Lesson Seven, Words Mean Things. Don’t say it unless you mean it. Even in the heat of a knock down drag out screaming argument, Don’t Say It unless you mean it. Because you can’t take back the hurt and shock of whatever it is, and once said, it has meaning that can resonate for years. Just don’t do it, words hurt more than a sharp sword. The damage can be fatal to a relationship. Dead and buried isn’t how most people want their marriage to end. Sometimes it is necessary, especially if there is infidelity or violence in the relationship. Being angry does not give a person the right to try to destroy another person with vicious words, lies, and gossip. Anger is not communication. Words mean things, good and bad. Be kind or Don’t say it.

Lesson Eight, Be gracious, be noble. When we first got married the Mr. and I would argue over stupid things. If I turned out right, I would gloat and rub it in that I was right. If I lost, I would pout and resent him. Talk about twisted. Be gracious in apologizing if you are wrong. Be noble in accepting that apology. Even if you insist you are right, be gracious and let it go, unless you love screaming at him or subjecting her to the silent treatment. Be noble, be willing to be wrong, be willing to apologize. Let go of the need to always control things, to always know everything. Men and women see things from a totally different point of view. I am five feet three inches tall. My husband is six feet one inch tall. I do not see the world from his perspective, nor does he see it from mine. Not unless we are willing to trade perspectives. I climb on a ladder, he sits in a chair, but come on, who always has that available? So we accept that each of us sees something differently, and we nobly, with grace, let it go. (Unless I get into a stubborn mode. You would think I would know better by now.)

Lesson Nine, It’s Okay To Cry. Nothing makes me cry faster than seeing a strong man cry. Because, ladies especially, for a strong man to cry, he has to break social expectations and give in to emotions. Men do NOT like that. They want to see a problem, analyze it, and fix it. If it is something they can’t fix, it confuses and frustrates them. It emasculates them in the deepest part of their foundation. We lost our son. It was horrific, sad, shocking to know a 21 year old was dead. Just gone. His life over. My beloved husband couldn’t fix it. He slid into shock, then into rage, then into a deep, long lasting depression. I got angry, got things done, buried our boy, and picked up the pieces of our life because that what a woman does, even while crying her eyes out. It wasn’t until my husband broke down and cried that I knew there would be a chance for our marriage to survive. He couldn’t fix it, he had to learn to accept the pain, the loss, the sorrow, and still go on living. It has made him a more tender, loving man. So, fellas, its okay to cry. The strongest of men are those who will allow themselves to cry in sorrow and in joy.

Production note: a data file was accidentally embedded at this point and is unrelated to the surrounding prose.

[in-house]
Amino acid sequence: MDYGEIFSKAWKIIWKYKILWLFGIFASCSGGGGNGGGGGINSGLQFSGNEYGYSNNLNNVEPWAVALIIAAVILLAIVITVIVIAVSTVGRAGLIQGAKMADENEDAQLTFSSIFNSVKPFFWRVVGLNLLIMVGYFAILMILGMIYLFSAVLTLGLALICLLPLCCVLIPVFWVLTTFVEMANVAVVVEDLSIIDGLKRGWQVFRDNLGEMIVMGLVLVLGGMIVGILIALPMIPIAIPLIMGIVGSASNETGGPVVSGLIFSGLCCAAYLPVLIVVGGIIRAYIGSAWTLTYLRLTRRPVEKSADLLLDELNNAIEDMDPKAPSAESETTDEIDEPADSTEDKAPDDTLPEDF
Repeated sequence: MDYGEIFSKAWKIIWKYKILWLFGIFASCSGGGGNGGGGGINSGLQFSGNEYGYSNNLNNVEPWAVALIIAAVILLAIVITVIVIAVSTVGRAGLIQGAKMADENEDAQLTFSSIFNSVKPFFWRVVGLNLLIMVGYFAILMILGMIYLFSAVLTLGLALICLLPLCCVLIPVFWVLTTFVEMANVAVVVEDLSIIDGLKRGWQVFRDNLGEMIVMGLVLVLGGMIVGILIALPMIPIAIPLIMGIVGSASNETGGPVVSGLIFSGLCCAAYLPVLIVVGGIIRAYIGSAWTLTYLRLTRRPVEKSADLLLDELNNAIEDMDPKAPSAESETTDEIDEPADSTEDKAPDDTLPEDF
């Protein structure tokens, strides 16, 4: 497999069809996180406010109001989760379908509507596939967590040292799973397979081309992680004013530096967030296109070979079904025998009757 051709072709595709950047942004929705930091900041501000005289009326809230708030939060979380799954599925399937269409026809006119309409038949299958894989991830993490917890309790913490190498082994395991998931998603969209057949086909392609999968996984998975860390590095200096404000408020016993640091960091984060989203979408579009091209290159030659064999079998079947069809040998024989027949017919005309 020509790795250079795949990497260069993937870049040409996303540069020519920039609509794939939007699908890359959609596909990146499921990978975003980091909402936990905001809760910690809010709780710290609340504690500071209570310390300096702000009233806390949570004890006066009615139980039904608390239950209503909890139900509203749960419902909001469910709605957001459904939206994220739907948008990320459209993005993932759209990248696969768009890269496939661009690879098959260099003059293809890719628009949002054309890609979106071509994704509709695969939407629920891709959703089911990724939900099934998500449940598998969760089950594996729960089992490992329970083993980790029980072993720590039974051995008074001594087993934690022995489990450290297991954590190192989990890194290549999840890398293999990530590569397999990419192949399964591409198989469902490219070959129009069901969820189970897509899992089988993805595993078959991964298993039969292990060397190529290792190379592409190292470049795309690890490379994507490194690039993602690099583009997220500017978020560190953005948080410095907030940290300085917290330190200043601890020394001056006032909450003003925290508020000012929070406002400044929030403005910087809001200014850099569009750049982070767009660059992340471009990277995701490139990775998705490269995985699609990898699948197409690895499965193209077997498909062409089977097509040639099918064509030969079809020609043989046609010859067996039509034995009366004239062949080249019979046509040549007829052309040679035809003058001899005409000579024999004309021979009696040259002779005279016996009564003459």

Lesson Ten, Nobody is perfect. No, you aren’t. Because if you were perfect, you wouldn’t need to be here struggling on earth. (Okay, there was a God pitch there, deal with it.) Both people in a relationship are flawed human beings. We say stupid things, do stupid things, hurt each other unknowingly and make mistakes. It isn’t a mistake to forsake your marriage vows, or try to maim one another, those are choices designed to end a marriage. Period. A mistake is making an inappropriate joke, telling your spouse something that will hurt them, and being so obtuse not to know. Imperfect means forgetting to say I love you when your spouse needs it. Imperfect is missing the cues she sends out that she is in need of a little tender loving care, and imperfect is to expect a man to catch those cues when they need explicit information to know how to act. (Note to females: Most guys only need to be told the parameters once, with an example, and careful instructions. From then on they will only need to be reminded with a code word.) Imperfect is to expect a man to understand female emotions, and imperfect is to expect a woman to understand that a man needs to FIX things instead of simply understanding and listening. But both come close to perfection when they try to see things as they really are and not through a cloud of emotion.